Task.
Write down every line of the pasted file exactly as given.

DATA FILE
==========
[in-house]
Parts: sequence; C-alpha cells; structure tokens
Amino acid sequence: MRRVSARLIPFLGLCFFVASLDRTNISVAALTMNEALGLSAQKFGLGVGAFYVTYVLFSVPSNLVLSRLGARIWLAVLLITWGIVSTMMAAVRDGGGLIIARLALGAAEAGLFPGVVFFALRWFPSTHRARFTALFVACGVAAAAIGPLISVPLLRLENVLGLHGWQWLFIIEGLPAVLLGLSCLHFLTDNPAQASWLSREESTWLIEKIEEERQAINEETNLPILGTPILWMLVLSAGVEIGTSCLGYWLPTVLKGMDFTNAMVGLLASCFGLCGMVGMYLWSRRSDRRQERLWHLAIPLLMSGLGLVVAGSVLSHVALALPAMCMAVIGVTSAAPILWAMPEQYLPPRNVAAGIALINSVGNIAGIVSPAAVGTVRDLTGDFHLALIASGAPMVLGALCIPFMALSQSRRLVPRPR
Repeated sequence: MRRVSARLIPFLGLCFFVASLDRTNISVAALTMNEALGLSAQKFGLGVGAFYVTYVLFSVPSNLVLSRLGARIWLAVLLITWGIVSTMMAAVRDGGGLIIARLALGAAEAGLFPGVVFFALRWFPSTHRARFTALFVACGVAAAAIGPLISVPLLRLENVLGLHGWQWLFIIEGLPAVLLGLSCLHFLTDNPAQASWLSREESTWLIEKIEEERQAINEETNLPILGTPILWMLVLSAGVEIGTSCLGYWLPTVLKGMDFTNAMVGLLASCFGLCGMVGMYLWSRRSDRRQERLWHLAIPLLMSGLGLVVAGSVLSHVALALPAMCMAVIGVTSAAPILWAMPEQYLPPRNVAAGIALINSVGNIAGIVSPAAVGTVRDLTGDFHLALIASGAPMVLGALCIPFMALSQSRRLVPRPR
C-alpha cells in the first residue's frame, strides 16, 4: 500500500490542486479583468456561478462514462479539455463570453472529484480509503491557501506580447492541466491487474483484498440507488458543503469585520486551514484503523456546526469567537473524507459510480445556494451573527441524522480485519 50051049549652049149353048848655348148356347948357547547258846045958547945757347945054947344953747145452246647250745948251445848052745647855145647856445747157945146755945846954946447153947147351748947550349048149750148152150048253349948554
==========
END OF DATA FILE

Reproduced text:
[in-house]
Parts: sequence; C-alpha cells; structure tokens
Amino acid sequence: MRRVSARLIPFLGLCFFVASLDRTNISVAALTMNEALGLSAQKFGLGVGAFYVTYVLFSVPSNLVLSRLGARIWLAVLLITWGIVSTMMAAVRDGGGLIIARLALGAAEAGLFPGVVFFALRWFPSTHRARFTALFVACGVAAAAIGPLISVPLLRLENVLGLHGWQWLFIIEGLPAVLLGLSCLHFLTDNPAQASWLSREESTWLIEKIEEERQAINEETNLPILGTPILWMLVLSAGVEIGTSCLGYWLPTVLKGMDFTNAMVGLLASCFGLCGMVGMYLWSRRSDRRQERLWHLAIPLLMSGLGLVVAGSVLSHVALALPAMCMAVIGVTSAAPILWAMPEQYLPPRNVAAGIALINSVGNIAGIVSPAAVGTVRDLTGDFHLALIASGAPMVLGALCIPFMALSQSRRLVPRPR
Repeated sequence: MRRVSARLIPFLGLCFFVASLDRTNISVAALTMNEALGLSAQKFGLGVGAFYVTYVLFSVPSNLVLSRLGARIWLAVLLITWGIVSTMMAAVRDGGGLIIARLALGAAEAGLFPGVVFFALRWFPSTHRARFTALFVACGVAAAAIGPLISVPLLRLENVLGLHGWQWLFIIEGLPAVLLGLSCLHFLTDNPAQASWLSREESTWLIEKIEEERQAINEETNLPILGTPILWMLVLSAGVEIGTSCLGYWLPTVLKGMDFTNAMVGLLASCFGLCGMVGMYLWSRRSDRRQERLWHLAIPLLMSGLGLVVAGSVLSHVALALPAMCMAVIGVTSAAPILWAMPEQYLPPRNVAAGIALINSVGNIAGIVSPAAVGTVRDLTGDFHLALIASGAPMVLGALCIPFMALSQSRRLVPRPR
C-alpha cells in the first residue's frame, strides 16, 4: 500500500490542486479583468456561478462514462479539455463570453472529484480509503491557501506580447492541466491487474483484498440507488458543503469585520486551514484503523456546526469567537473524507459510480445556494451573527441524522480485519 50051049549652049149353048848655348148356347948357547547258846045958547945757347945054947344953747145452246647250745948251445848052745647855145647856445747157945146755945846954946447153947147351748947550349048149750148152150048253349948554